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 Table of Contents  
Year : 2022  |  Volume : 12  |  Issue : 1  |  Page : 83-86

Pregnancy: COVID-19 demeanour

1 Department of Physiology, Eastern Medical College, Cumilla, Bangladesh
2 Unit of Pharmacology, Faculty of Medicine and Defence Health, Universiti Pertahanan Nasional Malaysia (National Defence University of Malaysia), Kem Perdana Sungai Besi, Kuala Lumpur, Malaysia

Date of Submission26-Oct-2021
Date of Decision27-Oct-2021
Date of Acceptance01-Nov-2021
Date of Web Publication31-Dec-2021

Correspondence Address:
Mainul Haque
Unit of Pharmacology, Faculty of Medicine and Defence Health, Universiti Pertahanan Nasional Malaysia (National Defence University of Malaysia), Kem Perdana Sungai Besi, 57000 Kuala Lumpur
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Source of Support: None, Conflict of Interest: None

DOI: 10.4103/aihb.aihb_154_21

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How to cite this article:
Jahan I, Haque M. Pregnancy: COVID-19 demeanour. Adv Hum Biol 2022;12:83-6

How to cite this URL:
Jahan I, Haque M. Pregnancy: COVID-19 demeanour. Adv Hum Biol [serial online] 2022 [cited 2022 Aug 15];12:83-6. Available from: https://www.aihbonline.com/text.asp?2022/12/1/83/334594

  Introduction Top

The current coronavirus disease 2019 (COVID-19) pandemic is caused by the severe acute respiratory syndrome coronavirus 2 (SARS-CoV-2). Since its first identification in Wuhan, China, in December 2019, COVID-19 has spread globally at an accelerated rate with rapid increases in cases and mortality.[1],[2] In January 2020, the World Health Organization (WHO) declared it an international crisis as it has become a major global health threat.[3] The International Committee on Taxonomy of Viruses renamed the virus from 2019 novel coronavirus (2019-nCoV) to SARS-CoV-2.[4] Coronaviruses are enveloped, non-segmented, single-stranded ribonucleic acid viruses causing diseases from common colds to severe fatal diseases.[4] Epidemiological studies indicated that people of any age are at risk of infection, and the severity is associated with age and comorbidities.[5] Compromised immune function, presence of multiple comorbidities that include respiratory, cardiac, endocrine disorders, cancer, geriatric issues, obesity, and pregnancy are spotted as top risk factors for COVID-19.[6],[7]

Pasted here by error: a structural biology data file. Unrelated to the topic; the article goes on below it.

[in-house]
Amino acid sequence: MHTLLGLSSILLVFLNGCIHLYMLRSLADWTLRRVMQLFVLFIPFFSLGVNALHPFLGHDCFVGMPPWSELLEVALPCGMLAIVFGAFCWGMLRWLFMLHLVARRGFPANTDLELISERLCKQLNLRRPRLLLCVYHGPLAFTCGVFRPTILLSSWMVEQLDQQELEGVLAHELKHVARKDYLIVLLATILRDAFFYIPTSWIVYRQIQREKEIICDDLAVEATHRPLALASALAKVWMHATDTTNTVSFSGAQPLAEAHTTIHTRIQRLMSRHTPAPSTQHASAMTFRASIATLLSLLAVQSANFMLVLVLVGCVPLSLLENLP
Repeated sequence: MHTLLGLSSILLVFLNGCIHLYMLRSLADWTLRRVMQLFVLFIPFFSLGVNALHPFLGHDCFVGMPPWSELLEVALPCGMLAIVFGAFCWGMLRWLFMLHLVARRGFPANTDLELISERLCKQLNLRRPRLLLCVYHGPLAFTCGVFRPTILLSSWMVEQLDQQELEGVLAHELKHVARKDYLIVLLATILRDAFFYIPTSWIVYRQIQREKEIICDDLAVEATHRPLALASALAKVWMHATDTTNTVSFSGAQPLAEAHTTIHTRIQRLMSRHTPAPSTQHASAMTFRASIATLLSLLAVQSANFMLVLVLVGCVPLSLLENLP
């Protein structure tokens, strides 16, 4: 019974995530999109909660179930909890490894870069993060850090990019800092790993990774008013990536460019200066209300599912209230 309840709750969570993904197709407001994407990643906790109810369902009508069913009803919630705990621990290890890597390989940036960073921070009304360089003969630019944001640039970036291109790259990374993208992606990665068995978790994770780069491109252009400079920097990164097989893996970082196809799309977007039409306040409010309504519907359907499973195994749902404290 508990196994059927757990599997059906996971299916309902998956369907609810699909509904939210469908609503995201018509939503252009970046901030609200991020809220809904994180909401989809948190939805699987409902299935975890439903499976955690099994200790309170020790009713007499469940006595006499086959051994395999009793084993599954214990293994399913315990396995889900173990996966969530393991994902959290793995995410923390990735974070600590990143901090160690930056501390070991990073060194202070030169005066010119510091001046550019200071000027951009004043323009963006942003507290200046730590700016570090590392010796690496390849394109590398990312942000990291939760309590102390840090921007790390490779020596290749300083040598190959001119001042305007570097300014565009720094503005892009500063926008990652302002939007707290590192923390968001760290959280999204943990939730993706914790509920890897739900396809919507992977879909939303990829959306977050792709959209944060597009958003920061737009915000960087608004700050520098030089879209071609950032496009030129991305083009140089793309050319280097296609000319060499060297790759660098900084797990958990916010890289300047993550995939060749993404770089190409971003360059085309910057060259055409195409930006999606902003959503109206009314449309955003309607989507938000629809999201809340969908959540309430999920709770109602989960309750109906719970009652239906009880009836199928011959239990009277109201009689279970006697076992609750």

Pregnancy is one of the most pleasant and critical periods in most women's lives. Nevertheless, since the COVID-19 pandemic is emerging, pregnancy and childbirth are put under challenging conditions. Several issues have contributed to increasing concerns amongst people, particularly amongst pregnant women, including the stressful news of the number of infected individuals and the death toll, the diverse symptoms and complications caused by the disease and our limited knowledge about the disease.[8]

  Clinical Presentation Top